“This training presented an opportunity for me to learn committee procedures but also helped me implement what I learned with students I am currently working with as a student government advisor. The training was very timely. It’s changed how we will work with our students. This year’s Walsh Student Government training will start with a retreat with our student government executive officers. During those days, I will share many of the practices I learned in Project Blueprint training. Also, the executive board members will visit our president’s home where he will speak to them about the importance of executive leadership. Understanding the mission and vision for the organization that you’re going to be representing is so critical. It is equally important to learn how to be a good role model. With board service, you must have a passion to do the work. You don’t just show up, sit, and take up space. It’s not just about you. You’re in the seat and doing the work. The work isn’t about you because you represent the different constituencies on campus and these students take that role very seriously. This group is taking it to the next level.”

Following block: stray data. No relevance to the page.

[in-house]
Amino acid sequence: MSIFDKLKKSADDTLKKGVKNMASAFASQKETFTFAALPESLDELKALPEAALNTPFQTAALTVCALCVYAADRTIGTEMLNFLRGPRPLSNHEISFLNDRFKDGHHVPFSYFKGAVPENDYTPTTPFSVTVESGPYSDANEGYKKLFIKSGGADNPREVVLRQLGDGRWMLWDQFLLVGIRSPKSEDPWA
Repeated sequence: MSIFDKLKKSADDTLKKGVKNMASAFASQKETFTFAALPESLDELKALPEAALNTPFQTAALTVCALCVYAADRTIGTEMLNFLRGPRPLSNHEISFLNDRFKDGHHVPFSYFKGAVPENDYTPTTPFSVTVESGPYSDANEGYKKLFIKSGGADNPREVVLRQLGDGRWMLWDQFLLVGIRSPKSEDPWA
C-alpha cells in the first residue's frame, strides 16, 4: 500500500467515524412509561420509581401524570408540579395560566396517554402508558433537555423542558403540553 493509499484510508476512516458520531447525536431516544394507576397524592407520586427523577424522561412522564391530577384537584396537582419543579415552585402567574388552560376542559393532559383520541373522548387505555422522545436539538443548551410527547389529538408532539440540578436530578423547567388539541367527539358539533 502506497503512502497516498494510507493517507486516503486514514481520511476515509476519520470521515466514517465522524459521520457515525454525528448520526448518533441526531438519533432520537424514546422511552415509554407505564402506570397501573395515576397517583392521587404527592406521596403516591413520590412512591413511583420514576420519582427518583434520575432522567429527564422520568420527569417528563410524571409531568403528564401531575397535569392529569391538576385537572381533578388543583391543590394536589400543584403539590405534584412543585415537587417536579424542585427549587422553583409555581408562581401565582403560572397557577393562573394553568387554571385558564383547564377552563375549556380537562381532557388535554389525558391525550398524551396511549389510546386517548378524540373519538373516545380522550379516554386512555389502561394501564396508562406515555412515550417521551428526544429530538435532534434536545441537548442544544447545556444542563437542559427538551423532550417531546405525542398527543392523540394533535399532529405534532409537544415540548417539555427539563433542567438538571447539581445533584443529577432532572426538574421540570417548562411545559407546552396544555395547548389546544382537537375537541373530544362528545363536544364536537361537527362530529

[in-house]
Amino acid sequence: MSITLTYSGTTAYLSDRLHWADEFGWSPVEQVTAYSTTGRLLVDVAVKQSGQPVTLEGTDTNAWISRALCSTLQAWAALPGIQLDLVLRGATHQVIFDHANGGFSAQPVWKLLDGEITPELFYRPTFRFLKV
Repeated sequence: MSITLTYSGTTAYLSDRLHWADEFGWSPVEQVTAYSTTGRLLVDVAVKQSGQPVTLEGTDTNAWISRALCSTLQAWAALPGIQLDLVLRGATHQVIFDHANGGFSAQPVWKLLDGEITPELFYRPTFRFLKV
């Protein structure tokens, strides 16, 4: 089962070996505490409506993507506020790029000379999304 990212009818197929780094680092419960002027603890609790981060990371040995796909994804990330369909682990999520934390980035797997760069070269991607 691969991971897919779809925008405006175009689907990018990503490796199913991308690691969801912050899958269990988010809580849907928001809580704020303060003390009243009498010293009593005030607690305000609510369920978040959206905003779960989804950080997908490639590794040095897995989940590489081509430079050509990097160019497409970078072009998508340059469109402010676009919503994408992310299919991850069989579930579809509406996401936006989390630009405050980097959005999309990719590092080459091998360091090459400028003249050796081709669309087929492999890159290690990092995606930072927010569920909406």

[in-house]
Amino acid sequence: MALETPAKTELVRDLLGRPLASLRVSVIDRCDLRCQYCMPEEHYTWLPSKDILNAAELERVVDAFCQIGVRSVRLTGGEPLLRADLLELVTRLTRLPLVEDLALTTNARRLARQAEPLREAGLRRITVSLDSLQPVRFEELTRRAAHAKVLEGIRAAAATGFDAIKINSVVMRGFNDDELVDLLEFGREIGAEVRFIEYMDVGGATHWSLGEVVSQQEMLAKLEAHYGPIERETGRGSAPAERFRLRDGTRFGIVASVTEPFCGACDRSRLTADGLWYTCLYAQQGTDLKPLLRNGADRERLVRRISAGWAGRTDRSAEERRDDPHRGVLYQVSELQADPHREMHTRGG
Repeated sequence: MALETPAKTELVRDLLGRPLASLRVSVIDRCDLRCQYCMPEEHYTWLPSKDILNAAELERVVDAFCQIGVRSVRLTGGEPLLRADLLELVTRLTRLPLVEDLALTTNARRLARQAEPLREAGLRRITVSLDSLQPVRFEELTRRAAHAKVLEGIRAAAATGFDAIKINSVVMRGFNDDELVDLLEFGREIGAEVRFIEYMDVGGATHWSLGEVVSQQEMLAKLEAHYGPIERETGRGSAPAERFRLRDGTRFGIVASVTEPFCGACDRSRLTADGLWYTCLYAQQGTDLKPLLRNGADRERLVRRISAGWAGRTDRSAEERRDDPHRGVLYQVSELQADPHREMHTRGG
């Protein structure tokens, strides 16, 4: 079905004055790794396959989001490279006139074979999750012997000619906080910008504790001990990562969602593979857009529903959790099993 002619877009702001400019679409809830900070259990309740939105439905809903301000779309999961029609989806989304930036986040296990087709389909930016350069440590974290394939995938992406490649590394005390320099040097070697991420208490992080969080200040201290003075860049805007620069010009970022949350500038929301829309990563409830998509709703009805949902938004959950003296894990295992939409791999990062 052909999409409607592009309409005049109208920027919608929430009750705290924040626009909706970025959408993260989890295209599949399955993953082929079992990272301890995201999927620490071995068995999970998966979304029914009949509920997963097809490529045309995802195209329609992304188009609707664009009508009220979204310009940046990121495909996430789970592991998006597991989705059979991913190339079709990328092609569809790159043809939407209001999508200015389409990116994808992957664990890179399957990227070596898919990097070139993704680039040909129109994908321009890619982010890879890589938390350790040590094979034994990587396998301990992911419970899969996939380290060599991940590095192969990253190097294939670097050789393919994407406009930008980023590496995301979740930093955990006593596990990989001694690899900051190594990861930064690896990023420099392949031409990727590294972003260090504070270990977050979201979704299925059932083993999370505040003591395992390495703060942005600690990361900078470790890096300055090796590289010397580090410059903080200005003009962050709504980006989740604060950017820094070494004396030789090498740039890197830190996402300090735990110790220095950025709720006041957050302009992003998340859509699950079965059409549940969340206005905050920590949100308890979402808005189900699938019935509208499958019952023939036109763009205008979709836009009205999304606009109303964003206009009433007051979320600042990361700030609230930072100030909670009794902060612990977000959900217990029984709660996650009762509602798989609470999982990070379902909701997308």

Project Blueprint sessions are taught by local leaders who provide valuable insight from the perspective of organizational or board leadership. The program participants also learn about the strengths and challenges in Stark County from those in the community who are committed to making a difference through their work.
“Even if you have no intention of being on a board committee, just for the sheer knowledge of understanding what is impacting your community, you should invest in this program. I’ve had some conversations with my family members, and they were opportunities for me to be a change agent. I was able to share how things work on committees and why they go through the processes that they do. People need to be able to see themselves in a program. It makes them curious. When they get involved, they see that it’s just regular people on committees and boards, people with a heart for their community and a passion. Because the reality is everybody has something to offer. It doesn’t have to be education or profession; it can be lived experience. Lived experience is just as important as education and professional.”